U.S. Mayors Decide to Not To Allow Deportations

Mayors in several US cities said they would not change their immigration policies, despite President-elect Donald Trump’s threat to deport at least three million undocumented immigrants with criminal records.

In the framework of the C40 Climate Leadership Summit, Washington Mayor Muriel Bowser led a press conference where six US mayors reaffirmed their commitment to climate change and the protection of the residents of their cities, specially immigrants.

Phoenix Mayor Greg Stanton said the new administration will try to use restrictions to implement federal priorities, but noted that mayors “were chosen to implement priority actions for communities”. “While many will want to deport immigrants, we won’t do it”, said the mayor of the capital of Arizona, where the Republican won in the Nov. 8th election and where there is a rise of the extreme right and racism.

New York Deputy Mayor Anthony Shorris said that in these cities the axes of “immigration, integration and the power of the imagination emanating from those forces will prevail”. “Damaging the great history of the United States (with the deportations) would be very harmful”, he said.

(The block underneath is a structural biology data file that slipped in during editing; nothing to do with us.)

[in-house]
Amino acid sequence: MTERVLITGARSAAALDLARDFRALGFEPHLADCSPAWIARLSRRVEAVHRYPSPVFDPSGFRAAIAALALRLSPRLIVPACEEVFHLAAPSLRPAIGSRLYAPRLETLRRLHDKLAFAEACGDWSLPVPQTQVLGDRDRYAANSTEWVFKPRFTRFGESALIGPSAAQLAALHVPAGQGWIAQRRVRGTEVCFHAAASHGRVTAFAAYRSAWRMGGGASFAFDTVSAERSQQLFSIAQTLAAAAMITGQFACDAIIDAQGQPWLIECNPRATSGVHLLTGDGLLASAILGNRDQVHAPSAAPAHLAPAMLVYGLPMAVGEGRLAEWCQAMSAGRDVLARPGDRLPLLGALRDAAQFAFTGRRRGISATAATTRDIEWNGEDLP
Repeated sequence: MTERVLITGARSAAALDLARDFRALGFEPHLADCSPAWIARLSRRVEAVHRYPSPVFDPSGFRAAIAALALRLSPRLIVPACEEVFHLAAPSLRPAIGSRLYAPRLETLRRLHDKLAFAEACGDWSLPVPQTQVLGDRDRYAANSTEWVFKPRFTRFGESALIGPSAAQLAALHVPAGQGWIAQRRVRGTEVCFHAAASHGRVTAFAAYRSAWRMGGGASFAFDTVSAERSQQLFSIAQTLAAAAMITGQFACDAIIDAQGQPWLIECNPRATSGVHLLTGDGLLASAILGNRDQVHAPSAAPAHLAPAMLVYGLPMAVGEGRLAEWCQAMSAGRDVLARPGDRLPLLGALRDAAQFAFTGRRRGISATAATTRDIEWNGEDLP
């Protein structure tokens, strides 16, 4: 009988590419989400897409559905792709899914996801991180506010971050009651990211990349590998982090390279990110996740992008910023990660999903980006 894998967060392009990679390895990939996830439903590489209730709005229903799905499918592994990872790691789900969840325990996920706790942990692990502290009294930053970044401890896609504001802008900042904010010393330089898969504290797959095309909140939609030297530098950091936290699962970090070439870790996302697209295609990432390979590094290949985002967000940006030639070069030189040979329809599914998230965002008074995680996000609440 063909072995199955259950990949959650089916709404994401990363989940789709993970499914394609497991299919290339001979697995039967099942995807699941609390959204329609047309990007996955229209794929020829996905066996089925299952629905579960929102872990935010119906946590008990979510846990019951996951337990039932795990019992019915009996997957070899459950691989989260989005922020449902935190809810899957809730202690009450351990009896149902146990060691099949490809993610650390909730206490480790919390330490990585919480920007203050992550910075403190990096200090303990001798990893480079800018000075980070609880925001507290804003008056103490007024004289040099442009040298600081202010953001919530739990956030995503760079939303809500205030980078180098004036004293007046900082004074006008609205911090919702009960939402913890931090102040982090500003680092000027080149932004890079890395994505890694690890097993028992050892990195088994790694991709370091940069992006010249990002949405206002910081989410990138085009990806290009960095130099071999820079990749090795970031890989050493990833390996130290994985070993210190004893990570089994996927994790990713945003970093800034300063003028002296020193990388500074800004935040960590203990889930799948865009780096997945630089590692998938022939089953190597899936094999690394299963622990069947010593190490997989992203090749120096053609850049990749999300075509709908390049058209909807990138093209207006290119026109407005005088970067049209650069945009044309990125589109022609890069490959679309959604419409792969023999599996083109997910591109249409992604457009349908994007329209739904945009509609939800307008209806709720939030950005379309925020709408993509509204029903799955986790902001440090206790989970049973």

Seattle Mayor Ed Murray said they will continue to work with the international community. “While some talk about building walls, others believe that we can build bridges to break the wall”, he said. “We are not naive about the political environment that we will face in the future, but (mayors) we can continue to exercise leadership”, he added.

Washington D.C Mayor said that “although no one expected those election results”, she instructed part of her team to analyze the risks and opportunities of the Trump Administration. Among the latter, she mentioned the Republican’s intention to invest millions of dollars in infrastructure, which she considered “good news”, especially if done “in a sustainable way”.

The event was also attended by mayors  Charlie Hales (Portland, OR), and  Steve Alder (Austin, TX). Likewise, after the elections 42 councilors handed a letter to the president-elect demanding that he maintain the United States in the Paris Agreement and support local initiatives against climate change with federal investment.